Still no word as of Friday on the number of ferry runs to the islands in case of a strike, but the province is dusting off a 1976 law enabling the government to order a 90-day cooling off period in case of a serious labour disruption.
“We are fast approaching the Christmas holiday period. This is often the only time of the year when BC’s families can be together and being able to make holiday travel plans is essential to people’s well-being,” says Labour Minister Graham Bruce.
Mr. Bruce says he hopes the two sides can resolve their differences at the bargaining table. “The province fully supports the company and the union working together to resolve these issues. At the same time we have a duty to protect the public interest and consider the impact that a disruption of ferry services would have at this important time of the year,” he says.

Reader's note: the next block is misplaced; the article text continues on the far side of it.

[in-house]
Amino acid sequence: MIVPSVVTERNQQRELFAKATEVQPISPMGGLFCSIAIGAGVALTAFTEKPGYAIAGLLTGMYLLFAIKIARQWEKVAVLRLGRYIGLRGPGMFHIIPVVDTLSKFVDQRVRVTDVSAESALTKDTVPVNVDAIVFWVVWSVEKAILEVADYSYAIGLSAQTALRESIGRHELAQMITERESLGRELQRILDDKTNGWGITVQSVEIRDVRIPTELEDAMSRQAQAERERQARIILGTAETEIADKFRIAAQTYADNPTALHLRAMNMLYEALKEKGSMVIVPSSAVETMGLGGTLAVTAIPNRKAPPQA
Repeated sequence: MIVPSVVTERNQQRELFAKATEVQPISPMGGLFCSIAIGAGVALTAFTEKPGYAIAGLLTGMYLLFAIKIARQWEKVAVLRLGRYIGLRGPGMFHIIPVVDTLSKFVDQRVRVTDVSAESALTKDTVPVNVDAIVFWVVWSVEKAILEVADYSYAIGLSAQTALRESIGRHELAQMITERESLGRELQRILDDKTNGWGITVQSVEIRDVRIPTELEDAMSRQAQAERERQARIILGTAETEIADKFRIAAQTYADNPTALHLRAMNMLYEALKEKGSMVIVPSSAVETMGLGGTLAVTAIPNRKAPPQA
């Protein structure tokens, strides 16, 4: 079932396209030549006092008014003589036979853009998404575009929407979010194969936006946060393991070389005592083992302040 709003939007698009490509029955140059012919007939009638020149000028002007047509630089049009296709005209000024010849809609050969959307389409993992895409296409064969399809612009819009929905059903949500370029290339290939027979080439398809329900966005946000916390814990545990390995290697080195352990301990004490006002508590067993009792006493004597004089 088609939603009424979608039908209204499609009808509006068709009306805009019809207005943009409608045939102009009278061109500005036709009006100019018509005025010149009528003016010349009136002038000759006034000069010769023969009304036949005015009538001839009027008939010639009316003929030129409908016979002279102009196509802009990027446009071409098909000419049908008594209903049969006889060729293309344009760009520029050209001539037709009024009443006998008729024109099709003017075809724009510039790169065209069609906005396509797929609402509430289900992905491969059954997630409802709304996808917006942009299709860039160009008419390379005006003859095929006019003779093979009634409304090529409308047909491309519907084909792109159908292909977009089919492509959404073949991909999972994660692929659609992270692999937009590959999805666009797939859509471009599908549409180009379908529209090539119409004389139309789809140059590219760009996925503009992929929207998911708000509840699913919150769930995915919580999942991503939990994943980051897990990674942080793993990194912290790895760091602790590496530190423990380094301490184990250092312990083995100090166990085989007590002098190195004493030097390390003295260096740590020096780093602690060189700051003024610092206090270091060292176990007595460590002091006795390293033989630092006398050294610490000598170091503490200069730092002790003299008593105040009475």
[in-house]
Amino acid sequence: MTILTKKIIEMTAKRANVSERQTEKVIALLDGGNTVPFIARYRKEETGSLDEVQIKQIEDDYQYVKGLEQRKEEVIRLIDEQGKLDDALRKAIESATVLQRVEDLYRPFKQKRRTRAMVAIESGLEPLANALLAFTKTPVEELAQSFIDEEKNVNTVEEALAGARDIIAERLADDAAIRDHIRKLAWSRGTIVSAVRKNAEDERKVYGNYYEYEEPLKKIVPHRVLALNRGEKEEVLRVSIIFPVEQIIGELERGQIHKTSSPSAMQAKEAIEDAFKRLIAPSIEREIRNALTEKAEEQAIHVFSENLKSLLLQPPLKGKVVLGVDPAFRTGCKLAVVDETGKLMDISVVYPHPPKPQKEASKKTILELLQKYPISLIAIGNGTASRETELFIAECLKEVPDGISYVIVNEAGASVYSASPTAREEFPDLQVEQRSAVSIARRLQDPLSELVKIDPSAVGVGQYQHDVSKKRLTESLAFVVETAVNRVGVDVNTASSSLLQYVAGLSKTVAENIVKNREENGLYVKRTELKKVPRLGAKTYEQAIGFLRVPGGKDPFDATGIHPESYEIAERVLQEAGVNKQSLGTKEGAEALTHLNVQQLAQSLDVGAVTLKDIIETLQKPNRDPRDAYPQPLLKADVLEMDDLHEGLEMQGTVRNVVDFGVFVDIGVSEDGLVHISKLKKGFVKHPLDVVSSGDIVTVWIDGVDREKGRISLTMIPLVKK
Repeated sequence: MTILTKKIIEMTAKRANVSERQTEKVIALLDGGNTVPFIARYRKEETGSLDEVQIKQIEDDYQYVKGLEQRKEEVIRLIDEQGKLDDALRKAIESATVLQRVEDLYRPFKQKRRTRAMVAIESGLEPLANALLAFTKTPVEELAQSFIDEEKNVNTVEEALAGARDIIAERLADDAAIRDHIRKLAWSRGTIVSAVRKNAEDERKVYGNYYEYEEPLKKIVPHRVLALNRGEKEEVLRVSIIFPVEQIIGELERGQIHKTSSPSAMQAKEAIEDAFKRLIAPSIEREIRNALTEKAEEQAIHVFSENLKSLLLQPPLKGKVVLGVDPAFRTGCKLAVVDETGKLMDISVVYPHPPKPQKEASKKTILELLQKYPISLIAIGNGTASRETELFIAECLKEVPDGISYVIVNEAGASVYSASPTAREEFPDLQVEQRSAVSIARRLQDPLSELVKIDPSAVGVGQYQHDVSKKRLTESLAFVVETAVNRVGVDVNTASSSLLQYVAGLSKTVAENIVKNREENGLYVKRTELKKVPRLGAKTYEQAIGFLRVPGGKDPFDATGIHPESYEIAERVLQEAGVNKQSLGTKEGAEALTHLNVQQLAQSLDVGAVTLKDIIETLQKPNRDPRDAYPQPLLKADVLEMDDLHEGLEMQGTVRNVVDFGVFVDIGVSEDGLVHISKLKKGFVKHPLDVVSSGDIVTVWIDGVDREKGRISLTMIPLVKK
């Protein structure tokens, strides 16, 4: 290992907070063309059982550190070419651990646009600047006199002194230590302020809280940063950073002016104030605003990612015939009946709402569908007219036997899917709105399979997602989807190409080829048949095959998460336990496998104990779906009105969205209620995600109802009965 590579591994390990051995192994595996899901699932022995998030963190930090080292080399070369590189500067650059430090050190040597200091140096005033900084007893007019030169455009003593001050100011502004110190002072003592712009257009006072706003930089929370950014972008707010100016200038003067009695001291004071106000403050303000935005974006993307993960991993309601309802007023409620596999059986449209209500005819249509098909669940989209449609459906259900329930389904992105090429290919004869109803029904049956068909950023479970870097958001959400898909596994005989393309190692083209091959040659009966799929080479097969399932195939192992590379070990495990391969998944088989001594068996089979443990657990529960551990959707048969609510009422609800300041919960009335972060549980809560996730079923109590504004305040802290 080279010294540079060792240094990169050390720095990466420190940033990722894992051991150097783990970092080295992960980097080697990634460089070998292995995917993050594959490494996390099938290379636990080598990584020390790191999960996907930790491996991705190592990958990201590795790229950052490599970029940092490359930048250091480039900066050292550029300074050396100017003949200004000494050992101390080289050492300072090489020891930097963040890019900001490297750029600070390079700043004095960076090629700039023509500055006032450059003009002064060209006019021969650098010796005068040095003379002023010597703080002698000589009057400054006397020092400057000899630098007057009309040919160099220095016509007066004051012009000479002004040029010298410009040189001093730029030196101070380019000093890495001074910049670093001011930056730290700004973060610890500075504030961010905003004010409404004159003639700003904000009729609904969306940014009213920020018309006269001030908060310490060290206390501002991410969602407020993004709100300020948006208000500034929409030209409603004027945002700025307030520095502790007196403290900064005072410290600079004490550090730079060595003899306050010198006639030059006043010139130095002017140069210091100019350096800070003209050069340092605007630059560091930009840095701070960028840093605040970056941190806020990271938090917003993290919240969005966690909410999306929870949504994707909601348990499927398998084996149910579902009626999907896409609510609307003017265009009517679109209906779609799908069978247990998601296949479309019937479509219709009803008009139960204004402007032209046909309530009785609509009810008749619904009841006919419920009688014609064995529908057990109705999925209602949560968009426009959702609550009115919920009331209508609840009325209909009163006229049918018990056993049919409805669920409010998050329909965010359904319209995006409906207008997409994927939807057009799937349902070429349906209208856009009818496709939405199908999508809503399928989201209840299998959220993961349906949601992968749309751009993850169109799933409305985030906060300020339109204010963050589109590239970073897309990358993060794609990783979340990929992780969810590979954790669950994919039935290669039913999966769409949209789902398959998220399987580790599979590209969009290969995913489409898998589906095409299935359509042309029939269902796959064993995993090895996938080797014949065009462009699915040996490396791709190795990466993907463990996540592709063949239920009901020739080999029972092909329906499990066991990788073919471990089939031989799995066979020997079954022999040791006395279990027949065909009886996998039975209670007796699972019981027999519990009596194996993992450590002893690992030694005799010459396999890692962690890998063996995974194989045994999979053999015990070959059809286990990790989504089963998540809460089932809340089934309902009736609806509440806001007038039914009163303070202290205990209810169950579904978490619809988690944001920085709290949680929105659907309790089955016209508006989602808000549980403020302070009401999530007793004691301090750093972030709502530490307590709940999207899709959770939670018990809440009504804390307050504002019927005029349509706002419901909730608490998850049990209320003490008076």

BC Ferries applied to the BC Labour Relations Board Nov. 19 for a mediator to help with contract negotiations.
“We are at a virtual stand-still on critical issues and the parties need assistance from a mediator to move ahead,” says the head of BC Ferries David Hahn.
The BC Ferry and Marine Workers Union will attend sessions with the mediator, says Dan Rowe, unioon spokesperson, but they are disappointed that BC Ferries has taken this step. The union tried to address BC Ferries concerns about overtime and flexibility of hours of work in its last contract proposal, but the employer rejected it out of hand, he says.
The Labour Relations Board appointed mediator Stephen Rinfret. Negotiations will resume in early December.
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